Tissue Culture; Historical Occurrences, Culture Environments, And Other Aspects

Tissue Culture

Tissue culture is a biological research method in which fragments of tissue from an animal or plant are transferred to an artificial environment where they can survive and function. This is done using Tissue Culture Plates.

Cultured tissue can be a single cell, a population of cells, or an entire or part of an organ. Cells in culture can multiply, change size, shape, or function, exhibit specialized activity (for example, muscle cells can contract), and interact with other cells. Keep reading for some really interesting information about tissue culture.

Interesting Details about Tissue Culture

Historical Occurrences

Wilhelm Roux, a German zoologist, made an early attempt at tissue culture in 1885, cultivating tissue from a chick embryo in a warm salt solution. However, the first real breakthrough occurred in 1907, when American zoologist Ross G. Harrison demonstrated the growth of frog nerve cell processes in a medium of clotted lymph.

Following Harrison’s technique, French surgeon Alexis Carrel and his assistant Montrose Burrows improved on it, reporting their initial advances in a series of papers published in 1910–11. Tissue culture was coined and defined by Carrel and Burrows. Following that, many researchers successfully cultivated animal cells using a variety of biological fluids as culture media, including lymph, blood serum, plasma, and tissue extracts. (Britannica)

Methods were developed in the 1980s and 1990s that allowed researchers to successfully grow mammalian embryonic stem cells under artificial conditions.

Cultural Environments

Cells can be grown in a biologically defined culture medium, such as blood serum or tissue extract, a chemically defined synthetic medium, or a combination of the two. A medium must contain the proper proportions of nutrients for the cells being studied, as well as be appropriately acidic or alkaline. Cultures are typically grown as single layers of cells on glass or plastic Tissue Culture Plates or as suspensions in a liquid or semisolid medium.

A tiny sample of the tissue is dispersed on or in the medium to begin a culture, and the flask, tube, or plate containing the culture is then incubated, usually at a temperature close to that of the tissue’s normal environment. To prevent microorganism contamination, sterile conditions are maintained. Cultures are sometimes started from single cells, resulting in the formation of clones, which are uniform biological populations. Single cells usually form colonies within 10 to 14 days of being placed in culture conditions. (Britannica)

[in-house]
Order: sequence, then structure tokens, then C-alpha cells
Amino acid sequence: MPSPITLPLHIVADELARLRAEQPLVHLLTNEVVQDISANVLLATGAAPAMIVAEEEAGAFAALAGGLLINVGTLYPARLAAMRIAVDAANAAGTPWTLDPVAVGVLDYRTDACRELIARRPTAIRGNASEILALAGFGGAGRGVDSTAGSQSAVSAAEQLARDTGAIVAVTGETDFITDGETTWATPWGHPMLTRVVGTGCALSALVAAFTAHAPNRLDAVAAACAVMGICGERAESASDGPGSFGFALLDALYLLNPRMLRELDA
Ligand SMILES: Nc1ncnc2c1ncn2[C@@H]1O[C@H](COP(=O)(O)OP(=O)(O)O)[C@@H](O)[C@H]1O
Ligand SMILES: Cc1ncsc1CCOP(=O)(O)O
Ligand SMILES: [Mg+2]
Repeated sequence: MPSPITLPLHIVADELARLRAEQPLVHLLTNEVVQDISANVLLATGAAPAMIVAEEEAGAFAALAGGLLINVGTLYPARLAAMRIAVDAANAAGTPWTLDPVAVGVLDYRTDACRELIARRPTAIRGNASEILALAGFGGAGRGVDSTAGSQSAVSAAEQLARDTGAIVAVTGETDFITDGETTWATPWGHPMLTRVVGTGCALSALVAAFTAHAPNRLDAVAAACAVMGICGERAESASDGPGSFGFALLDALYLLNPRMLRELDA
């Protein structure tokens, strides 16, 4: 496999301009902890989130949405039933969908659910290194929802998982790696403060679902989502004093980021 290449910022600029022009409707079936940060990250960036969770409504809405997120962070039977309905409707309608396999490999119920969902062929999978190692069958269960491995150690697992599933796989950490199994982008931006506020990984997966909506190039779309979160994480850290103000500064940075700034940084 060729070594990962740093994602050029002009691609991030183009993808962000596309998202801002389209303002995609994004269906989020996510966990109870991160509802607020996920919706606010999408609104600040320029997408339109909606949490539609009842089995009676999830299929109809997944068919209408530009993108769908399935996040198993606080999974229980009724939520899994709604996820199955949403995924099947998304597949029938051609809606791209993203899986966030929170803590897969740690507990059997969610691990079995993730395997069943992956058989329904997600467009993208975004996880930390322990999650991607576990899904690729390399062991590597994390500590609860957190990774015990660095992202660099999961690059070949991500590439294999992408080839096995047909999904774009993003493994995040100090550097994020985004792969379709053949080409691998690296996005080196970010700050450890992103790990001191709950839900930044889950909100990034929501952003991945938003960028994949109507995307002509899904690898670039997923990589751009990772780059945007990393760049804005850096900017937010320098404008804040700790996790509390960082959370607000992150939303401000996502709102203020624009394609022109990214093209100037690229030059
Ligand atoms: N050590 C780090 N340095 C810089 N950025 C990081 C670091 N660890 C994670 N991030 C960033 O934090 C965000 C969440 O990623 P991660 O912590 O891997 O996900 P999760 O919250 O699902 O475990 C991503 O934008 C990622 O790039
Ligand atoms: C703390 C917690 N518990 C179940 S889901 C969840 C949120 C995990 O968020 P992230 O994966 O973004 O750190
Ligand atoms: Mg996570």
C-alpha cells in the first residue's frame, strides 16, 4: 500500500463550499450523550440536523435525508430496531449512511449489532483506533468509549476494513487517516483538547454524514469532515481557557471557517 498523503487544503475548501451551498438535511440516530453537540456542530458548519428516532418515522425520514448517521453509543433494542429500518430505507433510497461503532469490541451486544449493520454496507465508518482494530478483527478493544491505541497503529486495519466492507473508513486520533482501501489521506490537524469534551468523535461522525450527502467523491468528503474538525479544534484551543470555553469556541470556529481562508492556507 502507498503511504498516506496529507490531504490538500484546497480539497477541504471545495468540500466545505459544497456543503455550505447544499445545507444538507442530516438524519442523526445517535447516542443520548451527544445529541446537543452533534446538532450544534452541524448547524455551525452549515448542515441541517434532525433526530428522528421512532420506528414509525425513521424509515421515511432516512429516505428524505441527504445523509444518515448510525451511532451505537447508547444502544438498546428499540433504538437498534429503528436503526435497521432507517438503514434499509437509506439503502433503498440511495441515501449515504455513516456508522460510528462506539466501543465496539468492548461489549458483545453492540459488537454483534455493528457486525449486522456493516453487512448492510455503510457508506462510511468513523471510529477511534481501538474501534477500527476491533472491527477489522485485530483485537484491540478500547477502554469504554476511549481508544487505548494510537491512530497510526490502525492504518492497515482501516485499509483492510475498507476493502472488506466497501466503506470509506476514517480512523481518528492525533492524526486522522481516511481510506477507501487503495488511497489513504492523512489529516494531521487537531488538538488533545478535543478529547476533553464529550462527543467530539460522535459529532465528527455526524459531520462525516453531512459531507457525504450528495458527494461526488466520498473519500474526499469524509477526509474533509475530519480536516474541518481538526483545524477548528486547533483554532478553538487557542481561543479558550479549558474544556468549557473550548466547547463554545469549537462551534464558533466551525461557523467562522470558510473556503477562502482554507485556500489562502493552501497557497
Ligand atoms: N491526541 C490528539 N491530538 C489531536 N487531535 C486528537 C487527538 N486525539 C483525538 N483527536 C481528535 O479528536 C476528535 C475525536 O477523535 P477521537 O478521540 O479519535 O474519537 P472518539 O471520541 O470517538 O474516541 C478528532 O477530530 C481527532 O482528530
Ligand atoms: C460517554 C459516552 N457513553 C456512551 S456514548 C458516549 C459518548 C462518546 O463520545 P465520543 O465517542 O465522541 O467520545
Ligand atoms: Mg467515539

Processing of Cultured Cells and Tissues

Live cultures can be examined directly with a microscope or through photographs and motion pictures taken through the microscope. Cells, tissues, and organs can all be killed, fixed (preserved), and stained for further study. Following fixation, samples can be embedded (for example, in resin) and cut into thin sections to reveal additional details under a light or electron microscope.

Tissue culture cells are subjected to a variety of experimental treatments. Viruses, drugs, hormones, vitamins, disease-causing microorganisms, or suspected cancer-causing chemicals, for example, may be added to the culture. Scientists then examine the cells for changes in cell behavior or function, as well as changes in specific molecules, such as changes in the expression of a specific protein or gene.

Biological Understanding

Tissue culture has aided in the discovery of numerous biological phenomena. Tissue culture research has aided in the identification of infections, enzyme deficiencies, and chromosomal abnormalities, as well as the classification of tumors and the development and testing of drugs and vaccines.

Since the discovery that certain viruses grow in tissue culture, the technique has been used to develop vaccines for poliomyelitis, influenza, measles, mumps, and other infectious diseases. Viral inhibitors, such as interferon have also been produced in cell cultures. Hormones can also be produced from cell or organ cultures.

The compatibility of potential donors and recipients of tissue transplants can be determined using cultured white blood cells from two individuals. It is possible to tell whether a pregnant woman’s fetus has certain chromosomal defects, such as those associated with Down syndrome and other trisomies, by removing and culturing cells from her. (Britannica)

To Wrap Up:

This was some really useful information about tissue culture that you must know as a molecular biologist. If you find it useful, you can share it with your fellow microbiologists. Also, if you’re looking for tissue culture plates or other testing equipment like 200ul Filter Tips or serological pipettes, Molecular Biology Products.


Britannica, The Editors of Encyclopedia. “tissue culture”. Encyclopedia Britannica, 7 Jul. 2015, Accessed 8 March 2022.

Related Posts

Leave a Reply

Your email address will not be published. Required fields are marked *